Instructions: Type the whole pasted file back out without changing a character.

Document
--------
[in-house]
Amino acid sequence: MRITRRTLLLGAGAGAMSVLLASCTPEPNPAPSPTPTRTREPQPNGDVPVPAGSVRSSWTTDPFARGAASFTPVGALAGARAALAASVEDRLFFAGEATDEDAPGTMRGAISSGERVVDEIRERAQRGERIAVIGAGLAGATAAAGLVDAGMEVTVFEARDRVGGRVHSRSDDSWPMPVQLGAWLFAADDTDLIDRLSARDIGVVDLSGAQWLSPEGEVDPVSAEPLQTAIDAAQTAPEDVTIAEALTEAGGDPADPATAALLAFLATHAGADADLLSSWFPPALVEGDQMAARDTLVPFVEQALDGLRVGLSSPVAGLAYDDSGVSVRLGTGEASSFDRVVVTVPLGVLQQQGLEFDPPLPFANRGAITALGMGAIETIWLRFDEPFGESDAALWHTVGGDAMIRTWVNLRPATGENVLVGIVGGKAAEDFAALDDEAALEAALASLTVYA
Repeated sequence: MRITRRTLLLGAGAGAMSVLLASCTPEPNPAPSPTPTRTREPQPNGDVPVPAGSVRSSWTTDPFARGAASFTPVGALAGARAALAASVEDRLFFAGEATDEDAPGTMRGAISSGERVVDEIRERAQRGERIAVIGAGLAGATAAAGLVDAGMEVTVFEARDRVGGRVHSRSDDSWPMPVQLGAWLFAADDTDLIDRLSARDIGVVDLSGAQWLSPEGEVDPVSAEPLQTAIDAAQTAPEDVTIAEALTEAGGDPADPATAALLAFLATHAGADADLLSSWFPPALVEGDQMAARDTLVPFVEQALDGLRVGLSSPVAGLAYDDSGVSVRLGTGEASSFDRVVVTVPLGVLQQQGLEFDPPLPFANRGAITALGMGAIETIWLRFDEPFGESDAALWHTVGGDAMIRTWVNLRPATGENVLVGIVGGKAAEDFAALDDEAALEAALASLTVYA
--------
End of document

[in-house]
Amino acid sequence: MRITRRTLLLGAGAGAMSVLLASCTPEPNPAPSPTPTRTREPQPNGDVPVPAGSVRSSWTTDPFARGAASFTPVGALAGARAALAASVEDRLFFAGEATDEDAPGTMRGAISSGERVVDEIRERAQRGERIAVIGAGLAGATAAAGLVDAGMEVTVFEARDRVGGRVHSRSDDSWPMPVQLGAWLFAADDTDLIDRLSARDIGVVDLSGAQWLSPEGEVDPVSAEPLQTAIDAAQTAPEDVTIAEALTEAGGDPADPATAALLAFLATHAGADADLLSSWFPPALVEGDQMAARDTLVPFVEQALDGLRVGLSSPVAGLAYDDSGVSVRLGTGEASSFDRVVVTVPLGVLQQQGLEFDPPLPFANRGAITALGMGAIETIWLRFDEPFGESDAALWHTVGGDAMIRTWVNLRPATGENVLVGIVGGKAAEDFAALDDEAALEAALASLTVYA
Repeated sequence: MRITRRTLLLGAGAGAMSVLLASCTPEPNPAPSPTPTRTREPQPNGDVPVPAGSVRSSWTTDPFARGAASFTPVGALAGARAALAASVEDRLFFAGEATDEDAPGTMRGAISSGERVVDEIRERAQRGERIAVIGAGLAGATAAAGLVDAGMEVTVFEARDRVGGRVHSRSDDSWPMPVQLGAWLFAADDTDLIDRLSARDIGVVDLSGAQWLSPEGEVDPVSAEPLQTAIDAAQTAPEDVTIAEALTEAGGDPADPATAALLAFLATHAGADADLLSSWFPPALVEGDQMAARDTLVPFVEQALDGLRVGLSSPVAGLAYDDSGVSVRLGTGEASSFDRVVVTVPLGVLQQQGLEFDPPLPFANRGAITALGMGAIETIWLRFDEPFGESDAALWHTVGGDAMIRTWVNLRPATGENVLVGIVGGKAAEDFAALDDEAALEAALASLTVYA